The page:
An army is a manifestation of a social structure, and can never be fully independent of that social structure.  The functioning of an army depends on an array of cultural and social priors. This cultural and social capital both limits and enables the army.  If it is ordered to perform missions for which it lacks social and cultural capital, it will fail just as readily as if it lacks technology or logistical support.

This is not to say that armies cannot innovate beyond the structures that spawn them; the Taliban successfully integrated a number of technologies that enabled it to move and concentrate force more effectively. It also mastered the use of communications technologies to make coordinated offensives more cohesive and lethal. Indeed, much of the ANA’s equipment is now under Taliban control, although most of it will be impossible to sustain in the long term.

In an important sense, the United States defense establishment seems to have been incapable of dealing with the problems afflicting the ANA. Fighting in a sustainable fashion would have meant accepting levels of effectiveness and vulnerability that were not acceptable to US forces. Instead, cooperation between Afghan and US forces involved heavy use of airpower and reconnaissance technology on the part of the latter, which left the ANA incapable of developing its own intrinsic capabilities in those areas. The ANA was not designed to be an independent, self-sustaining force, and few within it had much incentive to make the necessary, painful reforms.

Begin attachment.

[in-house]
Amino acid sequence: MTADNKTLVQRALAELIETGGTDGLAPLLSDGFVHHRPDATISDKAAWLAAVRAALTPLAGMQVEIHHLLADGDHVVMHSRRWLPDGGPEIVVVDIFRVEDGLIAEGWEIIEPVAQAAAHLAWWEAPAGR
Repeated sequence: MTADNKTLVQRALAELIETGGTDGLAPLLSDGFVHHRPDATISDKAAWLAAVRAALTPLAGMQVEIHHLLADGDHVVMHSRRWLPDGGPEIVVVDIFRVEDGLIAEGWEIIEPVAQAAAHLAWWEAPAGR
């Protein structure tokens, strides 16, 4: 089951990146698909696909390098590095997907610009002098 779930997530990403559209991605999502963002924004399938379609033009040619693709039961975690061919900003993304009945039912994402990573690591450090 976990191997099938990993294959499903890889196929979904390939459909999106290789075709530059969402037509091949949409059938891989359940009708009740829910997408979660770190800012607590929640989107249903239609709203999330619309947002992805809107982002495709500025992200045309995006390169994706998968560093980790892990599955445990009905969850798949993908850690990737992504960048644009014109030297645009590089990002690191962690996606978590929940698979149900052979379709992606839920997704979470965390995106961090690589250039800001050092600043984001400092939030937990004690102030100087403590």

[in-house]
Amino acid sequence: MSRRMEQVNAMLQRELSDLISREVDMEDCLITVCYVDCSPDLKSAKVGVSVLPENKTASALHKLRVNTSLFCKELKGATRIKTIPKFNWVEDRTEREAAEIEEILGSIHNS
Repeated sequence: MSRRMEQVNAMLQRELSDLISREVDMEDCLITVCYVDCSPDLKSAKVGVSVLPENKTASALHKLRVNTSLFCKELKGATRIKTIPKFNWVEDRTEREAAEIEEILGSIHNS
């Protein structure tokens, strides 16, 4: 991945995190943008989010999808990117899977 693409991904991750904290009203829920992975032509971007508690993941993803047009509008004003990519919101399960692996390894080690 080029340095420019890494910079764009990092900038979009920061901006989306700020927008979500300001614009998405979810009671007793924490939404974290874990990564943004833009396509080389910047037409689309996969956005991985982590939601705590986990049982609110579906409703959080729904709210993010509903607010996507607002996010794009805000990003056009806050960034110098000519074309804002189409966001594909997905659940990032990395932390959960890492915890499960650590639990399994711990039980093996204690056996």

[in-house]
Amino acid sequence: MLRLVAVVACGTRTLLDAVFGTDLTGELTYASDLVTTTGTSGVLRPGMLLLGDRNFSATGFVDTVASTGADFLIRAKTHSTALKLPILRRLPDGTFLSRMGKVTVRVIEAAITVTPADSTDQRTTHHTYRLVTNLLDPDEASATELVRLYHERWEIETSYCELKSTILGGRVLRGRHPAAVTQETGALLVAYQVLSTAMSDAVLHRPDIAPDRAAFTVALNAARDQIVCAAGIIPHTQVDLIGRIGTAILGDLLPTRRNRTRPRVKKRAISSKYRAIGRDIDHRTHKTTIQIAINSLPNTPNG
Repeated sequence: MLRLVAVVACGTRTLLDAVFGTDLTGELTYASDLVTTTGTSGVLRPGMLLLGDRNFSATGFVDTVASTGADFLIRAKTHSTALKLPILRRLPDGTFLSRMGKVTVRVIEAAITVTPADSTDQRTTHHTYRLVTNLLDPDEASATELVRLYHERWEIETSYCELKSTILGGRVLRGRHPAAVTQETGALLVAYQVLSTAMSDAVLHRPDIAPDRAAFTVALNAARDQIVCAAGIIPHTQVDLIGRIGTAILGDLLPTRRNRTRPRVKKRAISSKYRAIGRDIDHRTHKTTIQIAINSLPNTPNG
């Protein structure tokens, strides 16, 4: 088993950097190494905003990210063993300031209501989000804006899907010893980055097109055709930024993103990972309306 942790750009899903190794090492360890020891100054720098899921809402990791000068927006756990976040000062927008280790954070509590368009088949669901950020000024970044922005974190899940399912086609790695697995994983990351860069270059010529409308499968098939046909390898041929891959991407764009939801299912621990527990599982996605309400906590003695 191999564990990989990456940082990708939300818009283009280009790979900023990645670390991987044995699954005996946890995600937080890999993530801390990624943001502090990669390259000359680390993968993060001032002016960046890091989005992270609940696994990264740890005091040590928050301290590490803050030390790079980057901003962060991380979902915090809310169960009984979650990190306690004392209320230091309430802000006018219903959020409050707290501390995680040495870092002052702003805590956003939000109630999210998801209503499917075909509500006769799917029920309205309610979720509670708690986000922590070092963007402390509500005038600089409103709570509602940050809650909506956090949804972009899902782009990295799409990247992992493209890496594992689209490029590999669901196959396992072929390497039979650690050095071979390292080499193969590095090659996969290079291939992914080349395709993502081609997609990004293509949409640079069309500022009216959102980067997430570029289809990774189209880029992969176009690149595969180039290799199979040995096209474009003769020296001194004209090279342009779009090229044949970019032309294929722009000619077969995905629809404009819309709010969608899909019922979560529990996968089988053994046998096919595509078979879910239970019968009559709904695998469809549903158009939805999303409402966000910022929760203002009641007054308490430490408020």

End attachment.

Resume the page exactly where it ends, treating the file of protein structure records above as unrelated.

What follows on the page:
The difficulties of training complicated the effort. While the surge in “blue on green” attacks by Afghan soldiers on US personnel caused limited casualties overall, they helped create distrust and distance which made the partnership difficult and pushed the organizations towards separate, complementary efforts rather than a single, cohesive effort. Similarly, the tendency of Afghan pilots and soldiers trained in the United States to seek asylum rather than return to Afghanistan made it difficult to create an independent fighting organization.

Afghan National Army

Afghan National Army soldiers brace as an illumination round is fired from an M37 mortar during the night validation portion of a mortar course held at Patrol Base Sorkh Bid, Afghanistan, July 28, 2012. The class was taught by members of Mentor Team Bravo, 3rd Royal Australian Regiment. (DoD photo by Spc. Nevada Smith, U.S. Army/Released)